How To Choose Plastic Training Baseballs
Here is what you need to do...
If you are strictly going to use the balls in a hitting machine, then you should go with the dimpled, rubber balls for durability and realism to game feel. Plastic balls should only be used with younger kids for training throwing and batting, and older players for achieving multiple reps and greater practice.
First thing you should think about is what you are using the plastic balls for? If for hand-eye coordination and working on hitting curve balls and other pitches of movement, then getting a wiffle ball would be ideal. A wiffle ball with the air vents only cut into one side will allow for curves to be easily thrown by the pitcher to the batter.
If you are looking to simply use them for hitting and constant use into a fence, then getting the balls that contain small smalls all over the surface are ideal. They have little to no curve to allow for easy short pitching and enough holes to allow for air to travel through the crevices to glide better and have a smoother hit feel.
The last kind of training ball is a lightweight, plastic rubber blend, which is used for smaller, fan operated pitching machines. These balls can be used in a gymnasium due to their softer and lighter make, but still offer a realistic feel and flight to practice out fielding drills as well as also working more on hitting. Unlike the plastic balls with the holes through them, these are solid, which allow for better flight and feel when training pop-ups and other forms of defense.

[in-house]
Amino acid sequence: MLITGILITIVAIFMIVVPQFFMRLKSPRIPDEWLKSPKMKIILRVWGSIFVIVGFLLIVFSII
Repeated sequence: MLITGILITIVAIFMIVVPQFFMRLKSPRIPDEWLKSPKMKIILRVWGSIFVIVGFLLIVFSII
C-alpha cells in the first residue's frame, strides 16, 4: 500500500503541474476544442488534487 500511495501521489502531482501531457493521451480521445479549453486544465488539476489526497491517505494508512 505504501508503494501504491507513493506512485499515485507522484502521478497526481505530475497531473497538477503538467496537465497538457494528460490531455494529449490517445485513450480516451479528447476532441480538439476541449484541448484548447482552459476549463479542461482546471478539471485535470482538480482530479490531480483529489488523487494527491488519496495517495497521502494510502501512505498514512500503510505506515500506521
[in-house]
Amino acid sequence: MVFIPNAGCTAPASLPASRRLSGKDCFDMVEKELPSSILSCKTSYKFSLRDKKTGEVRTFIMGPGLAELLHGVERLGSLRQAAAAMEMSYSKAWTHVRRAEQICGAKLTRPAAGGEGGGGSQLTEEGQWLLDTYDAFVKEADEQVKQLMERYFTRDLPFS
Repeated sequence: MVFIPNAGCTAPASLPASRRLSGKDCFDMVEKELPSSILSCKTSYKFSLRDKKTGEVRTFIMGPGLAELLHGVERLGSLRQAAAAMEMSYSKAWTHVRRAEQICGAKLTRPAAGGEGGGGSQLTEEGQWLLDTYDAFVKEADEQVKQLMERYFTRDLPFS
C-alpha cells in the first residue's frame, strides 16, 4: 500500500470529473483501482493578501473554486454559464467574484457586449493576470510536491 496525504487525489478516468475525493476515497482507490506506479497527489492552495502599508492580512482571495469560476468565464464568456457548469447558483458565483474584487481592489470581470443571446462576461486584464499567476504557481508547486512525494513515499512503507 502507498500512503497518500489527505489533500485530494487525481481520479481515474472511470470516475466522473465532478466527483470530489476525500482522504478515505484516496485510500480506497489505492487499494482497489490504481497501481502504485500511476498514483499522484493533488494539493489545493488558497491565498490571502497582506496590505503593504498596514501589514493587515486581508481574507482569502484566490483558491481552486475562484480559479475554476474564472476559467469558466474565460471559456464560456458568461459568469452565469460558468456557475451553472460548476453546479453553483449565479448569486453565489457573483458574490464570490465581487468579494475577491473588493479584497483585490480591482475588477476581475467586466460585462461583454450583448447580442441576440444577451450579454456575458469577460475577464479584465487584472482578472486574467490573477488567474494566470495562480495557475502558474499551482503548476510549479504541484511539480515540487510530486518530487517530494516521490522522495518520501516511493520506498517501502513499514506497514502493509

To easily order any one of these training balls, go to Amazon, Eastbay, or Ebay for the best quality and highest value. Brand does not matter so much with training balls as mostly every company uses the same plastics and rubbers to construct the ball, so go with the style you want most.
Lastly. it is also good to use mini, golf ball size plastic balls for more hand-eye training purposes and learning to consistently hit the ball solid.
1. Plastic with one-side venting--for hitting curveballs and improving hand-eye coordination and proper swing for off-speed pitch. 2. Plastic wiffle balls with even holes all over--for high repetition and straight flight when hitting and fielding. 3. Plastic rubber balls--Ideal for small machine pitching and more durable than regular plastic, but also more expensive. Good for indoor use for realistic flight and feel. 4. Plastic Golfballs--Training for consistent contact and hand-eye coordination
Difficulties people often experience or parts that need special attention to do it right.
Stuff You'll Need
|Golf Ball Size Plastic balls||$3.99|
|Jugs White Poly-baseballs||$14.96|
|SKLZ Mini Practice Balls||$5.99|
|Rawlings Plastic Bucket||$24.99|
|Jugs Lite-Flite Baseballs||$25.74|
|Jugs Yellow Dimpled Baseballs||$34.99|
Suggested Further Reading
This Student Author
This Student Author's Background
When did you first do this & how did you get started?
Plastic training balls are essential for any baseball program. They enable hitters to gain multiple swings and repetitions through their durability and lightweight, affordable material. They are also great for younger ages looking to improve upon technique and feel without the immediate threat of injury from a real baseball. The become a decent baseball player, one needs to complete several repetitions to truly find a comfort zone in swinging correctly to produce the best results. One drill to gain repetitions requires a player to gently toss the ball to the hitter as they swing the bat and connect to the ball, hitting it into a metal fence or barrier. This allows the both of them to gain many quick reps over and over without damaging the bat, the fence, and without having to chase and gather all of the balls hit. Below I will give you tips on how to properly by effective, plastic training balls.